Pulsar Fusion Wants To Build the World's First Nuclear Fusion Rocket Engine, Is It Legit?

Earlier this year, NASA and DARPA announced the goal to field a nuclear fission-powered spacecraft capable of ferrying human crews from Earth to Mars expediently sometime before this decade is out. If accomplished, the Demonstration Rocket for Agile Cislunar Operations (DRACO) spacecraft would be the most advanced spacecraft rocket system ever put into operation. That is unless the team at Pulsar Fusion based out of Bletchley in South East England has their say. Their ambitions call for a novel space rocket powered by, of all things, nuclear fusion.
Pulsar Fusion Rocket Prototype 7 photos
Photo: Pulsar Fusion
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Now, it might be difficult not to write off Pulsar Fusion's operation as little more than weapons-grade ambition. Nuclear fusion is notoriously difficult to generate more energy in the output of a reaction than the level of energy needed to create the reaction in the first place. In all of human history, this achievement, called scientific breakeven, is conventionally thought to have occurred only once. This was at the National Ignition Facility in Livermore, California, and even then, its fusion energy gain factor of 1.54 has been disputed in the broader scientific community.

Even so, Pulsar Fusion, headed by its founder and CEO Richard Dinan, believes not only that nuclear fusion is capable of being adapted for space exploration in the near future, but that fusion is the only propulsion capable of taking humans to the fringes of our Solar System and beyond in the average human lifetime. For the moment, only a single nuclear rocket engine has been built for the sole purpose of ferrying humans into space, the fission-based NERVA rocket developed by Los Alamos Laboratories of New Mexico back in the mid-to-late 1960s. Even with the cards stacked against them, Dinan and his team believe they have what it takes to build a fusion rocket from scratch.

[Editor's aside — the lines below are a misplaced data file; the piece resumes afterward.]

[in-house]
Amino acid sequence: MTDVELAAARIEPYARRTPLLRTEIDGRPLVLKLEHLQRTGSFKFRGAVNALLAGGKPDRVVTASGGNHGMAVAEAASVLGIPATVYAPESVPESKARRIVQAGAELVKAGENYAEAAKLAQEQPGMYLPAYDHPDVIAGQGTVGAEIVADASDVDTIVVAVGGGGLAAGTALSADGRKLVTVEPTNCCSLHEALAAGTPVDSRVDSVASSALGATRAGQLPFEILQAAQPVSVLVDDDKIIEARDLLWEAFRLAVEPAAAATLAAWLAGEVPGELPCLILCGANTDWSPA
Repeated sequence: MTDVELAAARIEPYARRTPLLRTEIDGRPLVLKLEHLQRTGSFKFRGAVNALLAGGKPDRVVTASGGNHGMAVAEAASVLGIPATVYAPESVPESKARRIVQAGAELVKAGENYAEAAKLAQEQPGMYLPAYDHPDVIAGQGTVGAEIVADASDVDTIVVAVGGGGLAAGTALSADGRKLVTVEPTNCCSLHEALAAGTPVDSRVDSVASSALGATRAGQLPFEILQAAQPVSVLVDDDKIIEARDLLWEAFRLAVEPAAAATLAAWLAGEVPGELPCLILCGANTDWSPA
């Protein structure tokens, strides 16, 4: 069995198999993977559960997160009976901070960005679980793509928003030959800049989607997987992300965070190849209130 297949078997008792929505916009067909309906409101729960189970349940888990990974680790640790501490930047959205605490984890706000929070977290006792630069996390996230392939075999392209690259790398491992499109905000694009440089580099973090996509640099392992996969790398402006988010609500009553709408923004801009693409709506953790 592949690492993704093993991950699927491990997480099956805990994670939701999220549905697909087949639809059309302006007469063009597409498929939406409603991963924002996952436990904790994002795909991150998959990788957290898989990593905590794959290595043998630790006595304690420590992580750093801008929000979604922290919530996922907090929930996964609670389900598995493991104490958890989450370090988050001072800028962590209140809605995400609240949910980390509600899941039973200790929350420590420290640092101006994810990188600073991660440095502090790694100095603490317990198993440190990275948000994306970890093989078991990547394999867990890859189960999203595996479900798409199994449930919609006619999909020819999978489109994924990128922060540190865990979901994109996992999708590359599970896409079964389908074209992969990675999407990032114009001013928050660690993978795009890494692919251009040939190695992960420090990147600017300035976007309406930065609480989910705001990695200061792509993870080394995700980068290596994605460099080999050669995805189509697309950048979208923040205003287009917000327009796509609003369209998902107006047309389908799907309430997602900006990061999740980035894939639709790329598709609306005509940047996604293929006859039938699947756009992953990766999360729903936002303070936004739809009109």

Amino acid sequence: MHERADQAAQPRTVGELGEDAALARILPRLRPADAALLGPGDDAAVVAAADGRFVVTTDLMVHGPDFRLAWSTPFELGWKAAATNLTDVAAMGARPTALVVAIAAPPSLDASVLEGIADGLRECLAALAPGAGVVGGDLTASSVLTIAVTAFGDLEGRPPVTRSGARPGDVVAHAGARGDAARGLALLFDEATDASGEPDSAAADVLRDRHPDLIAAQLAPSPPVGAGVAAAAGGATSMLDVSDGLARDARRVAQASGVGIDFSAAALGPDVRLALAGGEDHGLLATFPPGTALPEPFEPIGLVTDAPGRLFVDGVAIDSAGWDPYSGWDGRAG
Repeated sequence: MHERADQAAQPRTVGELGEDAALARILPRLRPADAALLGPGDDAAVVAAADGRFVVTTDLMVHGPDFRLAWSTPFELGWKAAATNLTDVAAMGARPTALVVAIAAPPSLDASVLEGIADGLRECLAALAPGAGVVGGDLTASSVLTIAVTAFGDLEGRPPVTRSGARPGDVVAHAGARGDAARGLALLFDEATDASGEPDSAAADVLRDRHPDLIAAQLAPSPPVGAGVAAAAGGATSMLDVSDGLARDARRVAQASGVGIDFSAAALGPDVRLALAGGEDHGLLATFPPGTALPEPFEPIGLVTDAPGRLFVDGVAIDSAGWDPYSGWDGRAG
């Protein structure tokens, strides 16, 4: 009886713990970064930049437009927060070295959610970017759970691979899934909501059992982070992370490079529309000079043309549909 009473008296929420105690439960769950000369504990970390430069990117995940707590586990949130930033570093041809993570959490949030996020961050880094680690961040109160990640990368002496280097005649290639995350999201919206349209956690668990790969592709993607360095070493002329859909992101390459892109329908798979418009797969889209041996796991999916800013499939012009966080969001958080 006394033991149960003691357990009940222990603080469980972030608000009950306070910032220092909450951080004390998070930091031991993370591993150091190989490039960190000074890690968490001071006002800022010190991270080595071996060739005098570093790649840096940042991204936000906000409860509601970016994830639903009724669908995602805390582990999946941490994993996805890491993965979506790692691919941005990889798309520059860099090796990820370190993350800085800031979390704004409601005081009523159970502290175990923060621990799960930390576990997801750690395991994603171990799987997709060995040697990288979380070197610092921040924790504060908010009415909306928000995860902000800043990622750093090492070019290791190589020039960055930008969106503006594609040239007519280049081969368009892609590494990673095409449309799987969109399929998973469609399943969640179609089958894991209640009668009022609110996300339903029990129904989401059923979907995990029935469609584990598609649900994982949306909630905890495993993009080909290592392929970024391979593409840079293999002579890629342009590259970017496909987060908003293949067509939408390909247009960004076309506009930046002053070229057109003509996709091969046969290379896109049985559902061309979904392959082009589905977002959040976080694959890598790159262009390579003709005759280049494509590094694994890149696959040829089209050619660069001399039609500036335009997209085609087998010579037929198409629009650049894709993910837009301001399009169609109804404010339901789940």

Per their initial blueprints, Pulsar Fusion's first nuclear rocket design consists of a 26-foot (8 m) long fusion chamber in which consecutive sections of electromagnets are set to manipulate the flow of superheated fusion plasma in a way that creates extremely high propulsive thrust. In theory, it should make enough power to cut the transit from the Earth to Saturn from eight years down to just two. With this in mind, the benefits such a spacecraft would have for more emotionally charged human space exploration targets like Mars surely speak for themselves. For the moment, Pulsar Fusion plans to fire a prototype of its fusion rocket sometime in 2027.

If all goes according to plans, the engine will fire the same year DARPA/NASA's DRACO rocket makes its first orbital test flight. Could fission and fusion duke it out for supremacy in a space-faring industry of the near future? That sounds like the kind of narrative you could write a movie around.
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